Don't Miss

Pride & Prejudice and Zombies – Review


Release Date: 5 February 2016 [USA]
Director: Burr Steers
Writer: Burr Steers [Screenplay] - Jane Austen - Seth Grahame-Smith [Novel]
Cast: Lily James – Sam Riley – Jack Huston - Bella Heathcote – Douglas Booth – Charles Dance – Sally Phillips – Matt Smith – Lena Headey



Sound & Music



Visual Effects

Total Score

User Rating
no ratings yet


Posted February 10, 2016 by

Full Article

Pride & Prejudice and Zombies Review:

We have had high-concept films, but Pride & Prejudice & Zombies is a ‘why concept’ movie. It’s a gimmicky title based on a novel by Seth Grahame-Smith (Abraham Lincoln: Vampire Hunter) rather than a thought-out retelling of the Jane Austen classic. The attempt to keep the story intact as the characters, Elizabeth Bennett and her sisters, ‘Colonel’ Darcy et al contend with a zombie outbreak, flattens the comedy. There is a potential joke that the livid dead, facially disfigured and unable to marry well, represent uncouth city folk, zombified by city-life and naturally attacking the countryside. However, the American filmmaker Burr Steers, best known for his films with Zac Efron (17 Again, Charlie St. Cloud) doesn’t follow a consistent through line. For him, the zombies represent an inconvenience rather than are metaphors for something.

Jane Austen’s novel has space for a substitution, se when the English are at war with Napoleon. The zombies therefore could – at a stretch – be a metaphor for post-revolutionary France (‘let them eat brains’) except that this idea isn’t explored. Then there are the contemporary resonances. The uncouth ‘zombie’ horde with faces drawn from hunger could be the dreaded migrants and (if you believe UKIP) must be stopped.

The reason Steers – who gives us a bum steer on this one (sorry, couldn’t resist) – can’t entertain or develop any of these ideas is because we are supposed to adore Elizabeth, Darcy, Bingham and co. The joke is that the landed gentry are trained in martial arts, can use knives and rifles. They should be the butt of the satire rather than the heroes. I watched it in a crowded cinema not minding that a patron two seats down was checking her phone. Really, be my guest!

Yet there is something funny about young people in posh frocks (sorry, regency gowns) being confronted with the unforgiving dead and then the zombies have their head blown orff! I mean, pass me the bolly! My tolerance was two versions of this gag – the film proved the anti-comedy rule of three.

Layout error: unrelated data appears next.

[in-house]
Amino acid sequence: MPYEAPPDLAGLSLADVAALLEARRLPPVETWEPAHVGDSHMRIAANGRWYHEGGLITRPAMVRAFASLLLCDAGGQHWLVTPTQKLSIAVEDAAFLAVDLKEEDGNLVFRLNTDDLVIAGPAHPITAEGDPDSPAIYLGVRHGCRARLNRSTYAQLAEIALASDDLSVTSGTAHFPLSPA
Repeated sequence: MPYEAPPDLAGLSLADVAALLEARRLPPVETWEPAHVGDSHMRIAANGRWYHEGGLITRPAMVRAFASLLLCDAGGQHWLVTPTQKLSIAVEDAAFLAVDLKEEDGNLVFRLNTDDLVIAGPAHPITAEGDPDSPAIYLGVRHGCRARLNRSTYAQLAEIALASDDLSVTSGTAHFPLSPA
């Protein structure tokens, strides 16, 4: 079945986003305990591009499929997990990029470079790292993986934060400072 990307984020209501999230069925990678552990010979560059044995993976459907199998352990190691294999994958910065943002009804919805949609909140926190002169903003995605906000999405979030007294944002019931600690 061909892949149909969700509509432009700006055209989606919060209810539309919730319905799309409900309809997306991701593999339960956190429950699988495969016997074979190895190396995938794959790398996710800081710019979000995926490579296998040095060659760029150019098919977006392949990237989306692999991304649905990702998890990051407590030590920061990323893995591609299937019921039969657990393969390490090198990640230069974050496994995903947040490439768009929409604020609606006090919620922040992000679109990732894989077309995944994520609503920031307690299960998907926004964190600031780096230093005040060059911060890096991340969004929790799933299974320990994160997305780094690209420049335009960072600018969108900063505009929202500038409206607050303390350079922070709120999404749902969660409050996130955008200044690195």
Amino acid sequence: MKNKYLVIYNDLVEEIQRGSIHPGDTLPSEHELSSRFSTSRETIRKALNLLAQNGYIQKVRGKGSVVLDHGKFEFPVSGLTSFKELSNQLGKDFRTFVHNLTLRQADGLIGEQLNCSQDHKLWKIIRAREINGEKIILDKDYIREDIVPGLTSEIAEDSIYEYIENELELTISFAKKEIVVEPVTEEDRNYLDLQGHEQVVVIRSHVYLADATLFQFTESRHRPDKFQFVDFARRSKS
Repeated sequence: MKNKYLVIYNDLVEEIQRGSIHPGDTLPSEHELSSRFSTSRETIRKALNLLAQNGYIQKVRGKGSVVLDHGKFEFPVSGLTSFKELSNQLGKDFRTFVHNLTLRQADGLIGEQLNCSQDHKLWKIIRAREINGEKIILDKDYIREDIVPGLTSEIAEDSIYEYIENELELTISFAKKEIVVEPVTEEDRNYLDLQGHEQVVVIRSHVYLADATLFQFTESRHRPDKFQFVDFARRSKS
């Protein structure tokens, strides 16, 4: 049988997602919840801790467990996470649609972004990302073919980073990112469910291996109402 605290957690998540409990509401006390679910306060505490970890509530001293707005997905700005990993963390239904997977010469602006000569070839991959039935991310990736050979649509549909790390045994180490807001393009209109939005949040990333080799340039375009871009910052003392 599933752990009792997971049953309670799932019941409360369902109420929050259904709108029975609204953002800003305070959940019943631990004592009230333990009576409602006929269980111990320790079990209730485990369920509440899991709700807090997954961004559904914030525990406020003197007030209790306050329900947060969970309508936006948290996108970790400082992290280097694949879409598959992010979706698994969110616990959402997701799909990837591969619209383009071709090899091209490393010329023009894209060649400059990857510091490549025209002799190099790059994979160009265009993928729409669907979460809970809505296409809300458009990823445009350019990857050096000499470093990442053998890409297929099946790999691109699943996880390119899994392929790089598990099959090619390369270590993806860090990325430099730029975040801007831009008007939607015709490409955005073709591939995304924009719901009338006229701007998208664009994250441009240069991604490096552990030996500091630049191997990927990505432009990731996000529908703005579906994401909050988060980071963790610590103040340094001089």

Most of the female cast, Lily James as Elizabeth and Bella Heathcote as her sister, Jane, play it straight. The ashen-faced Sam Riley, who once played the lead singer of Joy Division but has been relegated to joyless derision here, is an unlikely but oddly effective Darcy, who in one of the film’s better gags – I rated the film 2.5 half stars not out of charity, gentle reader – jumps into a pond to, as it were, go full Colin (Firth). Douglas Booth is a bland Bingham, but Jack Huston proves a charismatic Wykeham, whose character does at least have a coherent back story. Lena Headey, as Darcy’s eye-patch wearing aunt, trades on her association with Game of Thrones and is naturally involved in combat.

Were it not for Matt Smith as Mr Collins, I might have been tempted to check my neighbour’s phone as well. Smith is simply brilliant as the egotistical, vain, condescending Collins. He doesn’t so much deliver his lines as launch them into the air like spiralling faulty rockets that crash and explode. He is hilarious and I missed him every time he disappeared, which given that there had to be a bit of zombie action every ten minutes was sadly too often.

Sally Phillips brings her customary horsey wrong-headedness to the role of Mrs Bennett, eager to see her daughters married off for money, whilst as Mr Bennett Charles Dance delivers Austen’s dialogue verbatim: ‘Mrs Bennett will not talk to you if you don’t marry Mr Collins, and I won’t talk to you if you do.’

There might be some truths universally acknowledged, but one self-evident is that the cos-zom-com doesn’t work. Eagle-eyed readers will note that I wasn’t keen on Scout’s Guide to the Zombie Apocalypse, but I like some living dead comedies (Zombieland) – honest!


Read Similar Articles?…

[Joint Review] – ‘Trumbo’
[Review] – ‘The Fifth Wave’
[Review] – ‘Turbo Kid’

Reviews | Joint Reviews | Articles | Debates | Promotions | Interviews |

Written by:

Screen Shot 2015-09-14 at 15.56.21

Larry Oliver
Full Contributor

Join The Debate! Leave us a comment…


Be the first to comment!

Leave a Response


This site uses Akismet to reduce spam. Learn how your comment data is processed.